Deny select on table Grant select on columns

There is a little warning in books-on-line about the interaction of Deny and Grant (http://msdn.microsoft.com/en-us/library/ms173724.aspx).  “A table-level DENY does not take precedence over a column-level GRANT. This inconsistency in the permissions hierarchy has been preserved for backward compatibility.”

However, I found a little caveat to this point.  The order in which you issue the GRANT and the DENY affects this behavior.  If you call DENY first (deny on the table) then GRANT, you get permission to select the columns but not the table.  If you do the DENY second, the you do not get permission on the columns. Try it out.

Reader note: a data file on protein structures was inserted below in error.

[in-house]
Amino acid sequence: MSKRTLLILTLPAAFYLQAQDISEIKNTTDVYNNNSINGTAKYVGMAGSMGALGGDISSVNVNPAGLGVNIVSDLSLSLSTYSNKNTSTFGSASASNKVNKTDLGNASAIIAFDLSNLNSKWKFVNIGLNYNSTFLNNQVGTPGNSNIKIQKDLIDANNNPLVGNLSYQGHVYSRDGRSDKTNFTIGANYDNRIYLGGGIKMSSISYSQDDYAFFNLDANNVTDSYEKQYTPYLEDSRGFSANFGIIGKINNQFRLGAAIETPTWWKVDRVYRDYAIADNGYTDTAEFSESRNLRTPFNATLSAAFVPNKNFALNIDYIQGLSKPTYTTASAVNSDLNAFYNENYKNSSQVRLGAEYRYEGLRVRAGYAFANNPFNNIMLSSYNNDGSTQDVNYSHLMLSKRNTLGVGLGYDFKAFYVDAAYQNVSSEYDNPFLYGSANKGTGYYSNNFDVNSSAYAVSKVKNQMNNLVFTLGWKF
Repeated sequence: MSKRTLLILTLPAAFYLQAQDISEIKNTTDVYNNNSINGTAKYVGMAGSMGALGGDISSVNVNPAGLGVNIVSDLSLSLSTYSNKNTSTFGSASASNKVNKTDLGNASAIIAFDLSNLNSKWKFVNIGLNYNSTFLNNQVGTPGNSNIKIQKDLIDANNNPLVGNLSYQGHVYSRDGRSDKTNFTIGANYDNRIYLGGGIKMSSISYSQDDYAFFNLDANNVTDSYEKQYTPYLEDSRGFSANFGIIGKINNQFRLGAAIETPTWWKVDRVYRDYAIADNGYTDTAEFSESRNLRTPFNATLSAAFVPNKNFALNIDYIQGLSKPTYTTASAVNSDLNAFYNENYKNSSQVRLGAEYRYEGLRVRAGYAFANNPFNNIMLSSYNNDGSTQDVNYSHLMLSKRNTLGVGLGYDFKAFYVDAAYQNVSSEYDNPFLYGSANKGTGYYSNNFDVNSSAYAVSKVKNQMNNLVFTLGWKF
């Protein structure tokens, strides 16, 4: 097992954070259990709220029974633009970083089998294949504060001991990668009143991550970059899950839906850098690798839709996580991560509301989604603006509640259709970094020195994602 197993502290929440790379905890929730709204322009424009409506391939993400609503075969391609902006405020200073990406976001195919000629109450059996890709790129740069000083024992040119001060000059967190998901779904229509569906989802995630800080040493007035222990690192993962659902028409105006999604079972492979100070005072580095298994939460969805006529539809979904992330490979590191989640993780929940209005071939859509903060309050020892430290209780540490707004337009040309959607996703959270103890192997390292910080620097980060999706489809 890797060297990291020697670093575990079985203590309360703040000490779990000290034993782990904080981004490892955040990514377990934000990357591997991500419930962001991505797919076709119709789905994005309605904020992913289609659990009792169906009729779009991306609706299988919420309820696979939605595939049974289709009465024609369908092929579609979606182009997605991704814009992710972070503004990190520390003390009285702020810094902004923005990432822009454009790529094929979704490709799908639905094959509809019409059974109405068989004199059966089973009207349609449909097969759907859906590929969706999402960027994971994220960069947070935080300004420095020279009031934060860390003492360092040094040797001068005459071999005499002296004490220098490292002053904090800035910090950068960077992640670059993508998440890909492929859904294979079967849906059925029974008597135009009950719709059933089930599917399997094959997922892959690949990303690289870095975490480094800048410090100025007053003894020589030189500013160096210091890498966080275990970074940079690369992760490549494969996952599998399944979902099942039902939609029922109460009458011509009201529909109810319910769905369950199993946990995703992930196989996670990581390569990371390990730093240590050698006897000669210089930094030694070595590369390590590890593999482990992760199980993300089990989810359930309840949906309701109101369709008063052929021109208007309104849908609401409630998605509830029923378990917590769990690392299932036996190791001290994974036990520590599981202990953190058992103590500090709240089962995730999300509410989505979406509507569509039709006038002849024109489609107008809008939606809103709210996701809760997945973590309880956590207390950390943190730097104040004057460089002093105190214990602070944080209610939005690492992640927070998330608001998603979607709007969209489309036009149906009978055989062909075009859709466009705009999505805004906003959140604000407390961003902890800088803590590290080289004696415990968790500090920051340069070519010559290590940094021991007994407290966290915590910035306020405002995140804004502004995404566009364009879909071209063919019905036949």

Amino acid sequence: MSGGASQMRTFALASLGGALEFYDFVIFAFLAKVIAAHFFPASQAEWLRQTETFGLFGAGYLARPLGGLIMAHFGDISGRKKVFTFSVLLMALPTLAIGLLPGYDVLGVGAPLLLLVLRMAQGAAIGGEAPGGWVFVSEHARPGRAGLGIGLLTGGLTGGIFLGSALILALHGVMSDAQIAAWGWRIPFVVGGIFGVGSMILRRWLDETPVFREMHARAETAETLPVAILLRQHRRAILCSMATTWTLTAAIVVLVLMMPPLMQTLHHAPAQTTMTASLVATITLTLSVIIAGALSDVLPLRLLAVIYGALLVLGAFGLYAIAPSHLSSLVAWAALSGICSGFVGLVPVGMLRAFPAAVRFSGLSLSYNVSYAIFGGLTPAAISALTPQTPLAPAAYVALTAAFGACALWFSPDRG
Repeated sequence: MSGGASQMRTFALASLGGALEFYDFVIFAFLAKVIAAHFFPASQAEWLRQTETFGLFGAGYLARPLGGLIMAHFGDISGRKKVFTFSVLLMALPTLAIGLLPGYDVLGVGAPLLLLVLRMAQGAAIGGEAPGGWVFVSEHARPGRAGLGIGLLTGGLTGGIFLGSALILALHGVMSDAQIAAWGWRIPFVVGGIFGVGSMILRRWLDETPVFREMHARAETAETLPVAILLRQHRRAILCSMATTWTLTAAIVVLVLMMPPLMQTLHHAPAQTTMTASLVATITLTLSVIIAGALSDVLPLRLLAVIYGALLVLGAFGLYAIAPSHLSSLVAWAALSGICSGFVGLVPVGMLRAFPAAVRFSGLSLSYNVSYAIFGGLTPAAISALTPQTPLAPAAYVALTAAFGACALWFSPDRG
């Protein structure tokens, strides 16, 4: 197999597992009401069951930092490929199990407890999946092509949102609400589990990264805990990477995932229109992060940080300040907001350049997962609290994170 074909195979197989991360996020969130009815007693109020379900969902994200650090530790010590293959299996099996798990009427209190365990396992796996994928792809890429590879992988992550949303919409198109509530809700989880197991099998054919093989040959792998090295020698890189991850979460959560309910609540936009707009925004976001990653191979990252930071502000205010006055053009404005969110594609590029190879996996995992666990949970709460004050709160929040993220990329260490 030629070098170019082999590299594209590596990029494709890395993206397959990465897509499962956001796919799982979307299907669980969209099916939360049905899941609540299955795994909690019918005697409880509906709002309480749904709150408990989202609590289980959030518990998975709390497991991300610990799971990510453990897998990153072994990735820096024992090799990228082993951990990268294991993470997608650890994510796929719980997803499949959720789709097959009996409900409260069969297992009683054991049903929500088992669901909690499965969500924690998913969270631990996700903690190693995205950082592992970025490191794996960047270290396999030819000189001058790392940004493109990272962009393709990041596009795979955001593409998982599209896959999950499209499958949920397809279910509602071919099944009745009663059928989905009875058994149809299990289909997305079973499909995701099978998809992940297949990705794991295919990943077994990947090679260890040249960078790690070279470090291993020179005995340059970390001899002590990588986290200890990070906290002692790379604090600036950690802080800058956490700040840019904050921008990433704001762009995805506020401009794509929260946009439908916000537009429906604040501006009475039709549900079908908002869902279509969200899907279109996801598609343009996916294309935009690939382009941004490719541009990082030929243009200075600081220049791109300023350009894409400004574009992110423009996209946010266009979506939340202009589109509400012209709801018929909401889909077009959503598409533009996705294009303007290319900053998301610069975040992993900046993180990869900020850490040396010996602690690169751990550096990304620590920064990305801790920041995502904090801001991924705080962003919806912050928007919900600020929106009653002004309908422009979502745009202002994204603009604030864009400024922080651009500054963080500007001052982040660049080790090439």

use AdventureWorks2012
go
deny select on Person.Person to testUser;
grant select on Person.Person (FirstName, LastName) to testUser;

execute as user= 'testUser';

select * from Person.Person;
select FirstName, LastName from Person.Person;

revert;

grant select on Person.Person (FirstName, LastName) to testUser;
deny select on Person.Person to testUser;

execute as user= 'testUser';

select * from Person.Person;
select FirstName, LastName from Person.Person;

revert;

About Russ

Russ Loski is a data warehouse developer focusing on SSIS and SQL Server development. He has worked with SQL Server since 1998. He has used various technologies to move data from one source to others. He has worked for well-known companies such as the Bank of America, the Dallas Cowboys Football Club, T-Mobile and Coca Cola Enterprises. Currently he is developing a Data Warehouse for a large health care organization.
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